We're still closed to the public for in store purchases but are shipping parts usually same or next day. If you'd like to pick up your order here, select "Pick it up at Rivendell" and give us a ring when you're 20 minutes out. Operators are standing by to help with bike and frame purchases, although those may take awhile to ship.

Triple Threat Saddle Goop (we reserve the right to change the name and formula at any time, sans warning)

Sold Out

Size

Product Details

Short story: Beeswax and/or pine tar, and lanolin mixed haphazardly in proportions that seem to be an ideal consistency for rubbing onto a leather saddle, shoe-shine style, with a bandana. They're harder in cold weather, softer in hot. I think it may be the world's best saddle goop, although the Obenauf's we'll continue to sell until we run out is really, really good, too.

Detail: Two sizes--Family Fun size and Lone Wolf; and three colors: caramel, chocolate, and monkey banana (no pine tar, you can tell by the color). You can pick your size but not your color. They're all fine, and we think of this as a "the classic American fun grab bag." If we have to differentiate by colors, well, at that point the fun stops and we stop doing them.  Ignore the different colors; they all become colorless after you rub it into the saddle.
 

Instructions: See images. First, break off half-a thimble-sized glob (two standard pencil erasersworth) and draw lengthwise lines, maybe a dozen of them, on a dry saddle mounted and on the bike, to stabilize it. Then fold over the bandana any way that seems to make sense--we're not going to pretend there's a right and wrong way to do that; and grab opposing bandana corners as handles and go to town, shoe-shine boy. Some places you might have to rub in with one hand, since the back of the saddle takes advanced shoe-shining technique. See the photos. We might have a video some day.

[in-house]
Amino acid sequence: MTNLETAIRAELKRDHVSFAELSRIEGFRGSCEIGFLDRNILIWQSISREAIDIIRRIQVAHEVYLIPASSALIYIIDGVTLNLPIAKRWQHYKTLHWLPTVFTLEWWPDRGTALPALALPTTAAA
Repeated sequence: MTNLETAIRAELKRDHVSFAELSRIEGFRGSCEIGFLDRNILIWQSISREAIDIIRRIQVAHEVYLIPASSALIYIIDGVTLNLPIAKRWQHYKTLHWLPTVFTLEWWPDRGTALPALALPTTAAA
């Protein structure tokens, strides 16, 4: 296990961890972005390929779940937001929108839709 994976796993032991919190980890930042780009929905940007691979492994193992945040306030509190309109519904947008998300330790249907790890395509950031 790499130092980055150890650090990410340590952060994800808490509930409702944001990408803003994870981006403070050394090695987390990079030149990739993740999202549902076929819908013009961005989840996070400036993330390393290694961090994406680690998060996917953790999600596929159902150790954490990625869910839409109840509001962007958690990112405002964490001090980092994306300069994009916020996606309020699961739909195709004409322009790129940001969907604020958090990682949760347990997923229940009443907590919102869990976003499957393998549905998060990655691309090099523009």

Museum conservators use beeswax to save old leather, and you know they don't mess around. Pine Tar has been used to protect wood from moisture for more than a thousand years, and I've used it on wooden ski bottoms, ax handles, and house wood that's exposed to the weather. In Sweden, it's painted on shingles like paint. I know this, because I went there and stayed at a guy's house one night, and his next door neighbor was readying for the winter by turning his house shiny dark brown with pine tar. I've never envied anybody more.

In a made-in-America aluminum tin. Lone Wolves will treat at least ten saddles; Family Fun will treat twice as many. 

View More